Moon Dogs is an appealing, strongly Celtic coming-of-age road movie that showcases vibrant new talent and the riches of Scottish scenery.
The High Road and the Low Roadby Alexa Dalby
CAUTION: Here be spoilers
The most Celtic film I’ve ever seen, Moon Dogs is a collaboration between the Irish Film Board, Ffilm Cymru and Creative Scotland and it’s a timely reminder that the far-flung reaches of the British Isles are creatively alive and kicking ass.
Moon Dogs is a teen and music, coming-of-age road movie that starts in remote Shetland, where Welsh Michael (Jack Parry-Jones, Da Vinci’s Demons, Back to Zero) and Scottish Thor (Christy O’Donnell, Clique) live as quarrelling same-age step-brothers in the new family that resulted from the mature second marriage of Michael’s mother and Thor’s father. Thor is musically talented in a doom-laden Goth sort of way that’s out of place in his traditional folk-orientated surroundings. Thor makes Michael miss his A-level exam and his chance of escaping to university in Glasgow with his girlfriend Suzy (Kate Bracken) as they had planned. When she leaves without him, his insecurity about their relationship makes him decide to follow her there anyway and Thor unexpectedly decides to join him – he wants to find his mother who he believes lives in Glasgow. To raise money, they inveigle their way into a gig as the band for a wedding in Orkney, where forthright Irish waitress Caitlin (Tara Lee, The Fall, Raw, Jimi: All Is by My Side, The Odd Life of Timothy Green) steps in as a solo singer to rescue them when it all goes toe-curlingly wrong. She’s a talented singer who wants to get to the Celtic Connection festival in Glasgow. Events mean the three set off on the road (and the sea) together.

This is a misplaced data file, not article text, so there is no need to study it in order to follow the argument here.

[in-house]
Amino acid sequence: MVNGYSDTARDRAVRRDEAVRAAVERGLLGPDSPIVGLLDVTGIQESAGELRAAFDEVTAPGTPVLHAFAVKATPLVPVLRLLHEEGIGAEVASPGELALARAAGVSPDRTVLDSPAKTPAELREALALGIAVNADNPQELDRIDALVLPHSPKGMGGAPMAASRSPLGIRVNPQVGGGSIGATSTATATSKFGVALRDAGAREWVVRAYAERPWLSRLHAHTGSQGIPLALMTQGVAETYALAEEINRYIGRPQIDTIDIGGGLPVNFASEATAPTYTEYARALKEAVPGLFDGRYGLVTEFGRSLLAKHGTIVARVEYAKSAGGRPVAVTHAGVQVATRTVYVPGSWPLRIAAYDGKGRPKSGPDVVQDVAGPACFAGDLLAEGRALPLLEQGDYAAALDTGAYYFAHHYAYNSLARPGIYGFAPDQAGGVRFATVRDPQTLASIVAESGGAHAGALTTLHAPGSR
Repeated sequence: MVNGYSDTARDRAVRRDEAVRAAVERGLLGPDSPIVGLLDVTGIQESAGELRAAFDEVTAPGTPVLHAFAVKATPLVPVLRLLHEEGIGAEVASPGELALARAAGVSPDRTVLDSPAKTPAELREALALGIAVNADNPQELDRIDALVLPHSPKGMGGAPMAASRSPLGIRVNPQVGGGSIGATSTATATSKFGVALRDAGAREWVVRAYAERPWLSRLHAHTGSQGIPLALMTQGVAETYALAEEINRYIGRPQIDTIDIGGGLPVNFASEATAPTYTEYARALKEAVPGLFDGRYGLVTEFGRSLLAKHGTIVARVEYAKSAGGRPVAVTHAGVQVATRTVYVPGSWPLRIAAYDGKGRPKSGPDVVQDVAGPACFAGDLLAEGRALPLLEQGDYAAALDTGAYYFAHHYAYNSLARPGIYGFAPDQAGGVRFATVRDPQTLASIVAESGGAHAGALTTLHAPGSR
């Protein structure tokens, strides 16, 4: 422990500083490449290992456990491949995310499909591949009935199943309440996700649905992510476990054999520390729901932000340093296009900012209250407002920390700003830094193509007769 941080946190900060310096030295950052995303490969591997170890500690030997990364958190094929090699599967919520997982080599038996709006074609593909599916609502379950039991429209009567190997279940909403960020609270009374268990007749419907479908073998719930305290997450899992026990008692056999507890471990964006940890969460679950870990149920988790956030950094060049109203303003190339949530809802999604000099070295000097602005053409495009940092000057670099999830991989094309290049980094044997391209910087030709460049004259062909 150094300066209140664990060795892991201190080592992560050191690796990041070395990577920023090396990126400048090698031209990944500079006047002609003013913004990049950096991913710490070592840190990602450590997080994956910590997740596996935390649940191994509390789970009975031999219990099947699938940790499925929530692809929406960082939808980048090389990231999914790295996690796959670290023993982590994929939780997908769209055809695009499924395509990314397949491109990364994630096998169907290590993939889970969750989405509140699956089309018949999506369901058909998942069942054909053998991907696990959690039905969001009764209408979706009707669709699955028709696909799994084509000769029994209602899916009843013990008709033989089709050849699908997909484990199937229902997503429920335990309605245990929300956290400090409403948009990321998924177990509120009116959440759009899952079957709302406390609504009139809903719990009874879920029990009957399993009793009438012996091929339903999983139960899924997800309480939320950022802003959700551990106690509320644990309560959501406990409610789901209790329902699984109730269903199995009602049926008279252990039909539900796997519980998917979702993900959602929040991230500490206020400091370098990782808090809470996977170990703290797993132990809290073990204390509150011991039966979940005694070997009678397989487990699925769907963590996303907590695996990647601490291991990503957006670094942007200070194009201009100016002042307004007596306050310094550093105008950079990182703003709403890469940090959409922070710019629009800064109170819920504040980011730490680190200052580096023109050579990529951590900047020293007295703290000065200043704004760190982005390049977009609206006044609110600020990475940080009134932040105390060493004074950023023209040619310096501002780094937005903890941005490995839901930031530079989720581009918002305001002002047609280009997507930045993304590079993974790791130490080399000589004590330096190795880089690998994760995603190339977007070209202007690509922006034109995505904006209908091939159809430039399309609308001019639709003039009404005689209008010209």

Their meandering journey takes them first in a small boat across the sea from Orkney and then through awe-inspiring Scottish countryside by various means – motorbike, lorry and coach – showing a Scotland that’s little seen on film. Caitlin is tough, more streetwise than the two young men, who start the trip with one as a dreamer and one a fractious joker, and her open sexuality creates situations that divide them. She is already single-mindedly focused on what she wants whereas Thor and Michael eventually mature during the trip as they have to face uncomfortable truths.
Lush cinematography by Alasdair Walker gives director Philip John’s enjoyable debut film a fresh, unusual look and a strong feel of what life can be like in the far north. Actual filming at Shetland’s annual Up Helly Aa festival, a spectacular celebration of the islanders’ Viking heritage and a symbol of bonding between Thor and his father and an acceptance of where you come from, is another stunning scene that reinforces the film’s positive regional identity. But in a film that concentrates on three central characters, though the parts are all well acted, there could be more clarity in the screenplay about their personal motivations and back stories, particularly for Caitlin. However, all three actors are natural talents to watch for in future and Moon Dogs is a welcome new twist on the road movie trope.
Moon Dogs premiered at the Edinburgh International Film Festival and is released on 1 September 2017 in the UK.